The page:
The interim deal reached on Iran’s nuclear-weapons program is just that: interim. It’s a way station on the way to somewhere else. Where? It’s still too early to say. But if Western leaders stick together and keep up the pressure over the next six months of negotiations, there’s a chance that Iran’s nuclear-weapons program can be rendered impotent. Iran’s economy is hobbled by sanctions, and the regime badly needs to find a way to lift them.
The United States and the European Union have long insisted that Iran abandon all atomic-weapons ambitions. The question is whether the regime in Tehran is now ready to do that or instead, after a decade of foot-dragging, is trying to run the clock while continuing its march to the nuclear end zone. We know what the West wants out of these negotiations. What’s unknown is what the Iranians want, or how much they’re willing to give up.
The Israelis and the Saudis are worried, and Canada’s Foreign Minister John Baird says he’s skeptical. They all have reason to be. The White House and the Europeans are cautiously optimistic – and there’s reason for that, too.
The deal signed this weekend in Geneva creates a six-month window during which the Iranians and the P5+1 – the United States, the United Kingdom, France, Russia, China and Germany – will try to negotiate a “comprehensive solution.” During this time, Iran’s current nuclear-weapons program is to be frozen, and in some areas even rolled back. International inspectors will be intensively monitoring Iranian atomic facilities. Iran will be able to continue enriching uranium – something United Nations resolutions have long demanded it stop – but only at lower, non-weapons-grade levels of less than five per cent. Iran’s stockpile of 20-per-cent enriched uranium – it isn’t weapons-grade, but it’s getting close – will have to be diluted down to five per cent, or turned into a less dangerous oxide. Iran promises not to complete any new nuclear facilities – but neither will it be dismantling the nearly finished Arak plutonium reactor, which critics call a bomb factory. And while Iran won’t add more uranium-enriching centrifuges to the thousands it already has, it can repair and replace any that break down. Iran has not given up very much, at least not yet.
In return for putting the weapons program on ice for at least six months, the Iranians are being given a small, time-limited relaxation of some sanctions. Sanctions restricting the sale of Iranian oil and cutting off the country’s access to much of the world’s financial system remain in place, but Iran will receive a small opening to global trade – the ability to buy needed spare parts for civilian aircraft, for example – and some Iranian funds frozen overseas will be released. The White House estimates that will be worth $6- to $7-billion to the Tehran regime.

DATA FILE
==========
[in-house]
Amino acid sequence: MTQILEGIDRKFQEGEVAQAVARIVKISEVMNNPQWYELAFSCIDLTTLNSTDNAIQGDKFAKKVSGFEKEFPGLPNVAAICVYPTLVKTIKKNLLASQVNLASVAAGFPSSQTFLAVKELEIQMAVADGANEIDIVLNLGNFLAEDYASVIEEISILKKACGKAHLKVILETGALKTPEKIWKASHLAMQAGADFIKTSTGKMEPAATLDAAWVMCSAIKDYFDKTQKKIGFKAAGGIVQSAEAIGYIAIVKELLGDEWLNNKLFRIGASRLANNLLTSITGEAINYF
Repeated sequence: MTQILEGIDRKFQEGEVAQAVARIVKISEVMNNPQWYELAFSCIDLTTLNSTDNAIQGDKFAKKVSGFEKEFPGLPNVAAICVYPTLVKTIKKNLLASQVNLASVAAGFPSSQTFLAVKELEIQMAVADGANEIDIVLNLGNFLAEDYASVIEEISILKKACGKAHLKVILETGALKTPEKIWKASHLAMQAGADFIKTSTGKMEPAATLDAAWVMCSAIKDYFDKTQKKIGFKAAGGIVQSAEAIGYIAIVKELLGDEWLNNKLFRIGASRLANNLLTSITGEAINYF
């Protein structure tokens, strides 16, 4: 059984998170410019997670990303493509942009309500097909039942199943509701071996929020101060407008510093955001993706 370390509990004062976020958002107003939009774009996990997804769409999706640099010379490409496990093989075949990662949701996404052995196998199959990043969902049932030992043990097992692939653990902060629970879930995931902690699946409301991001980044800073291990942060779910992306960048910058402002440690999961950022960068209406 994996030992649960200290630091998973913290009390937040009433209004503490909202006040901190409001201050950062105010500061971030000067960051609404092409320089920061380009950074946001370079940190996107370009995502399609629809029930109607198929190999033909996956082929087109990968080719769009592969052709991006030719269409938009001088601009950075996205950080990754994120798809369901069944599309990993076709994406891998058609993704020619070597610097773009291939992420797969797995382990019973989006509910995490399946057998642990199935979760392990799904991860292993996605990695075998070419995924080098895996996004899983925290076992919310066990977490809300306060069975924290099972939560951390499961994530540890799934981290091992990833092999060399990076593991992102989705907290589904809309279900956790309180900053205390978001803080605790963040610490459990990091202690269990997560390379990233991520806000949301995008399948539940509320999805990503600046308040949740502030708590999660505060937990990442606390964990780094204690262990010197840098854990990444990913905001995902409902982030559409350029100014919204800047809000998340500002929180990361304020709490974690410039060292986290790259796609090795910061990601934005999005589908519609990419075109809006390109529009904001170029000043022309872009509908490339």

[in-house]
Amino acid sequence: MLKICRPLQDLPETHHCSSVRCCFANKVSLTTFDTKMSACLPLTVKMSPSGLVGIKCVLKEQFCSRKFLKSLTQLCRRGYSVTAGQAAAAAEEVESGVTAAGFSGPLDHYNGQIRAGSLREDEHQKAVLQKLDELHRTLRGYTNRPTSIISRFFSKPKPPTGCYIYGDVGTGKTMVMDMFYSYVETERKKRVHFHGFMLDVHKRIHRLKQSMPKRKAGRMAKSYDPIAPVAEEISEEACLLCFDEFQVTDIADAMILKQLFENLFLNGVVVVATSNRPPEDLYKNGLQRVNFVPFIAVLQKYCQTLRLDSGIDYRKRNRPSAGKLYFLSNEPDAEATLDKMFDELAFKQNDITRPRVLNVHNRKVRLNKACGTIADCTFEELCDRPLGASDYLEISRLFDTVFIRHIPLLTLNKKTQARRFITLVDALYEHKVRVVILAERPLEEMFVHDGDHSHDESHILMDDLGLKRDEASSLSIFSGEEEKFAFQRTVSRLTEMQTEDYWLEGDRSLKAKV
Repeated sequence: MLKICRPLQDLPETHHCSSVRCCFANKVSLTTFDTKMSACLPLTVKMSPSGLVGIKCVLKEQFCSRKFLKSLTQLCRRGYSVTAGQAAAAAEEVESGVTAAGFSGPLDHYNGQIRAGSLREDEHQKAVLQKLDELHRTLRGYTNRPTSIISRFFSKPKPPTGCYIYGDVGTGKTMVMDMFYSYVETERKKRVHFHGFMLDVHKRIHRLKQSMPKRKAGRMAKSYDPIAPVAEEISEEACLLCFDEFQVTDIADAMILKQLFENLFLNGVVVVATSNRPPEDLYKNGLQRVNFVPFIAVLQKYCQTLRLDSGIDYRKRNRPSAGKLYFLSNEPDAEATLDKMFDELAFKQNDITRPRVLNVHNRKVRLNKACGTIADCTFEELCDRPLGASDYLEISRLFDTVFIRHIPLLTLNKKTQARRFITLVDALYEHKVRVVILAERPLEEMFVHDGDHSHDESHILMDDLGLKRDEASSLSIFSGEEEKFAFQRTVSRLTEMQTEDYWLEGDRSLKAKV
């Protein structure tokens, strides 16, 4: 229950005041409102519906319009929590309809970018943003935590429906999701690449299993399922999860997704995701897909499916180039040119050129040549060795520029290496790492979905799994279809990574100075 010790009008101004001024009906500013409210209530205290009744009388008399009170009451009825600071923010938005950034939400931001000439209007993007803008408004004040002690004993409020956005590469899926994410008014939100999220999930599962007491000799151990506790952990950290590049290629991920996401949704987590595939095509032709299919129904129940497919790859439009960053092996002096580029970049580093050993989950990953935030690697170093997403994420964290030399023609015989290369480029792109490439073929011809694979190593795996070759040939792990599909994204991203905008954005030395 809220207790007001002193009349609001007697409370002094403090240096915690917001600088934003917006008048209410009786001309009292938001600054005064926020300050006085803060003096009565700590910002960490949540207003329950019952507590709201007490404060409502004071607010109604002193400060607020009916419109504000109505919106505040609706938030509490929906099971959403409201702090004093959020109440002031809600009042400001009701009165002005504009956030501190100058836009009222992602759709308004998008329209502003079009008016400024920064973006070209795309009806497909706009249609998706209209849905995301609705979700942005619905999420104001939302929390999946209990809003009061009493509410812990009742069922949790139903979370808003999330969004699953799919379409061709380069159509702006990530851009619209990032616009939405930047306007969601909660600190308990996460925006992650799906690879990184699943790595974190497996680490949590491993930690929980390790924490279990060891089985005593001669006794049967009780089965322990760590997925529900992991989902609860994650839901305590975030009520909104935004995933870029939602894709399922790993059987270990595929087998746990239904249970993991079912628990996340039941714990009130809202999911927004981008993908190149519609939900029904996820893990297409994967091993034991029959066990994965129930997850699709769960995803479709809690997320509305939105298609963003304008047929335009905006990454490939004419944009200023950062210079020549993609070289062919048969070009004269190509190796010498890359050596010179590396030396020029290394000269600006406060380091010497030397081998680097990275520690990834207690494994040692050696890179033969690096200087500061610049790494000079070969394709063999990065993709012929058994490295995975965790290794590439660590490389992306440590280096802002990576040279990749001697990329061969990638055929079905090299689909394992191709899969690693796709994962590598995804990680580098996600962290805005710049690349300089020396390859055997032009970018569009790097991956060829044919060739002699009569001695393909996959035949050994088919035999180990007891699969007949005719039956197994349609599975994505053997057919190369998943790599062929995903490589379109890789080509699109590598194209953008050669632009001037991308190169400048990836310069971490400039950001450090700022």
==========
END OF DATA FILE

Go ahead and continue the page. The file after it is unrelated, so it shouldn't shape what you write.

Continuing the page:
The Western objective has long been the complete dismantling of Iran’s accelerating nuclear-weapons program. UN resolutions have demanded that Iran put a stop to activities, such as uranium enrichment, that could lead to a bomb. The interim agreement is a bit of a climbdown from that position. The Geneva text says that any eventual final agreement will “involve a mutual defined enrichment program,” for Iran, “with mutually agreed parameters consistent with practical needs.” In other words, what’s on the table is not a complete dismantling of Iran’s uranium enrichment infrastructure. Is that a fatal flaw in the agreement, or a face-saving gesture that will allow moderates in Iran to effectively end the nuclear-weapons program, while retaining a small amount of low-grade enriched uranium that can’t be used for a weapon? Benjamin Netanyahu, the Israeli Prime Minister, fears that this means Iran will be able to keep sufficient facilities to build a bomb, just on a slower timetable. The Obama administration believes that it is close to achieving the end of Iran’s nuclear-weapons program. Who is right? We don’t yet know. But in a few months’ time, we will. It’s a risk worth taking.
Many members of the U.S. Congress are talking about imposing new sanctions on Iran. That would be counterproductive during the six-month negotiating period – and the Geneva agreement specifically promises that the U.S. will take no such steps. But what about the threat of additional sanctions, should Tehran fail to make big concessions? Bring it on. Sanctions are why Iran’s rulers are at the negotiating table. They want to lower them, not find themselves subject to new punishments.
The West is in a strong negotiating position with Iran. Trade and export restrictions are crushing the Iranian economy. Sanctions are the best leverage we’ve got. The West should only be willing to drop them in return for what it has long demanded: an agreement ending the Iranian nuclear threat.